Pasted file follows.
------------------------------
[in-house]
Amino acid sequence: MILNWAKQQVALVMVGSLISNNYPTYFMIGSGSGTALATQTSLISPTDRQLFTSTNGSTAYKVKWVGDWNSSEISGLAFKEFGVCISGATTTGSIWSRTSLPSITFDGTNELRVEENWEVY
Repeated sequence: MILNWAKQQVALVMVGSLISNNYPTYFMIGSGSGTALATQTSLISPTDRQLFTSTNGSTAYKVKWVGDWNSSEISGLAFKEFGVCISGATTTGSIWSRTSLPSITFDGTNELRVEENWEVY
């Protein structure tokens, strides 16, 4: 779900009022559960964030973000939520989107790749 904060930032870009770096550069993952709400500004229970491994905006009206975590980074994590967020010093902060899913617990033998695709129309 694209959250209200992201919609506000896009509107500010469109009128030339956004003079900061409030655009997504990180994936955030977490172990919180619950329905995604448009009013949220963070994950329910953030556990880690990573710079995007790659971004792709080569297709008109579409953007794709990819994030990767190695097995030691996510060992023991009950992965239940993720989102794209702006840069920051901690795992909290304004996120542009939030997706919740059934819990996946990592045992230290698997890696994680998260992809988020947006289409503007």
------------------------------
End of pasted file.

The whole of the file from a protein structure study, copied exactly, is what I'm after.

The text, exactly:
[in-house]
Amino acid sequence: MILNWAKQQVALVMVGSLISNNYPTYFMIGSGSGTALATQTSLISPTDRQLFTSTNGSTAYKVKWVGDWNSSEISGLAFKEFGVCISGATTTGSIWSRTSLPSITFDGTNELRVEENWEVY
Repeated sequence: MILNWAKQQVALVMVGSLISNNYPTYFMIGSGSGTALATQTSLISPTDRQLFTSTNGSTAYKVKWVGDWNSSEISGLAFKEFGVCISGATTTGSIWSRTSLPSITFDGTNELRVEENWEVY
């Protein structure tokens, strides 16, 4: 779900009022559960964030973000939520989107790749 904060930032870009770096550069993952709400500004229970491994905006009206975590980074994590967020010093902060899913617990033998695709129309 694209959250209200992201919609506000896009509107500010469109009128030339956004003079900061409030655009997504990180994936955030977490172990919180619950329905995604448009009013949220963070994950329910953030556990880690990573710079995007790659971004792709080569297709008109579409953007794709990819994030990767190695097995030691996510060992023991009950992965239940993720989102794209702006840069920051901690795992909290304004996120542009939030997706919740059934819990996946990592045992230290698997890696994680998260992809988020947006289409503007």